Following the first week of Banksy’s New York “Better Out Than In” street art show, the mysterious British artist has granted an email interview with the Village Voice.
“There is absolutely no reason for doing this show at all,” Banksy told the Voice. “I know street art can feel increasingly like the marketing wing of an art career, so I wanted to make some art without the price tag attached. There’s no gallery show or book or film. It’s pointless. Which hopefully means something.”
The artist says he is currently living in New York.
“The plan is to live here, react to things, see the sights—and paint on them,” he wrote. “Some of it will be pretty elaborate, and some will just be a scrawl on a toilet wall.”
Is Banksy defacing his own art? No, he says.
“I’m not defacing my own pictures, no,” he told the Voice. “I used to think other graffiti writers hated me because I used stencils, but they just hate me.”
And what about those audio clips that mock museum audio guides?
“The audio guide started as a cheap joke, and to be honest that’s how it’s continued, but I’m starting to see more potential in it now,” Banksy told the Voice. “I like how it controls the time you spend looking at an image. I read that researchers at a big museum in London found the average person looked at a painting for eight seconds. So if you put your art at a stoplight you’re already getting better numbers than Rembrandt.”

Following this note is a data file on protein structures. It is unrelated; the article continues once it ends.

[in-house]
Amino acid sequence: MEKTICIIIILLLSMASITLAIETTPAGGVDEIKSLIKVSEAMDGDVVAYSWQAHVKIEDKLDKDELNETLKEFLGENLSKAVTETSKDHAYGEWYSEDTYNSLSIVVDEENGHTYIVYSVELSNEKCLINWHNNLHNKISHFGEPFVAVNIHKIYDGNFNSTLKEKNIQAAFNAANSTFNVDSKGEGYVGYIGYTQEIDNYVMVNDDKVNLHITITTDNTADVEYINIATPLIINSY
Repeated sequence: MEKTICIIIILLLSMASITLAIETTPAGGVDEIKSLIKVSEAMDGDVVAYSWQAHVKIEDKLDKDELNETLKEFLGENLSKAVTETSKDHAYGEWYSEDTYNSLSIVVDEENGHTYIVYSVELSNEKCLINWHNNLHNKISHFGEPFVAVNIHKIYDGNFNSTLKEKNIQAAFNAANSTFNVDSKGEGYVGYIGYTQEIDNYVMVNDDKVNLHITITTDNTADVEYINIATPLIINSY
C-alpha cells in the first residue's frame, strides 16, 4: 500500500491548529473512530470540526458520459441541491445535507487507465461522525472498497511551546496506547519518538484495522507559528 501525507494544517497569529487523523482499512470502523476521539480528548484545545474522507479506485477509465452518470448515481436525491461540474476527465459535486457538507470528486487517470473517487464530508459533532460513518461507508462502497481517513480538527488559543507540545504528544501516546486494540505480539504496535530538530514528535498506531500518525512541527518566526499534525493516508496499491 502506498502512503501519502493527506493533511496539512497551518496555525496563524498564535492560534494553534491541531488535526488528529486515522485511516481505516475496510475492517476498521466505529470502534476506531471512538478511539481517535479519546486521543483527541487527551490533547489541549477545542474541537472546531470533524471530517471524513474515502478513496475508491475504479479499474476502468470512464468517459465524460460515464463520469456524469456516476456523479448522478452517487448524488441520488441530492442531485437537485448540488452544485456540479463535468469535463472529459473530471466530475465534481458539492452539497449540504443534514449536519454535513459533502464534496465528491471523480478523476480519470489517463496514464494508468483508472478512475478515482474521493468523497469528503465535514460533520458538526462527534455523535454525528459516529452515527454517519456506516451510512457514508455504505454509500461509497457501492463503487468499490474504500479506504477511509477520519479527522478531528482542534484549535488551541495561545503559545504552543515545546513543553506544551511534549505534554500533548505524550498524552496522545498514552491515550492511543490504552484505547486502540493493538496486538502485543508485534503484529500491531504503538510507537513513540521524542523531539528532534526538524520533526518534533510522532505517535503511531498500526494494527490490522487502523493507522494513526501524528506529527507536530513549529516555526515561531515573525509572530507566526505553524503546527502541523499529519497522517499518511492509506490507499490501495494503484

Most interesting is Banksy’s comments about maintaining credibility as a street artist. He said he made a “mistake” when, for his last New York show, he didn’t create the artwork himself.
“I totally overlooked how important it was to do it myself,” he wrote. “Graffiti is an art form where the gesture is at least as important as the result, if not more so. I read how a critic described Jackson Pollock as a performance artist who happened to use paint, and the same could be said for graffiti writers—performance artists who happen to use paint. And trespass.”
“I started painting on the street because it was the only venue that would give me a show,” he wrote. “Now I have to keep painting on the street to prove to myself it wasn’t a cynical plan. Plus it saves money on having to buy canvases.
“But there’s no way round it—commercial success is a mark of failure for a graffiti artist,” he continued. “We’re not supposed to be embraced in that way. When you look at how society rewards so many of the wrong people, it’s hard not to view financial reimbursement as a badge of self-serving mediocrity.”
My favorite part of the interview are these comments about surviving as an artist — and success.
“Obviously people need to get paid—otherwise you’d only get vandalism made by part-timers and trust-fund kids,” Banksy wrote. “But it’s complicated, it feels like as soon as you profit from an image you’ve put on the street, it magically transforms that piece into advertising. When graffiti isn’t criminal, it loses most of its innocence.
“It seems to me the best way to make money out of art is not to even try,” he wrote. “It doesn’t take much to be a successful artist—all you need to do is dedicate your entire life to it. The thing people most admired about Picasso wasn’t his work/life balance.”
For the whole story, go to the Voice.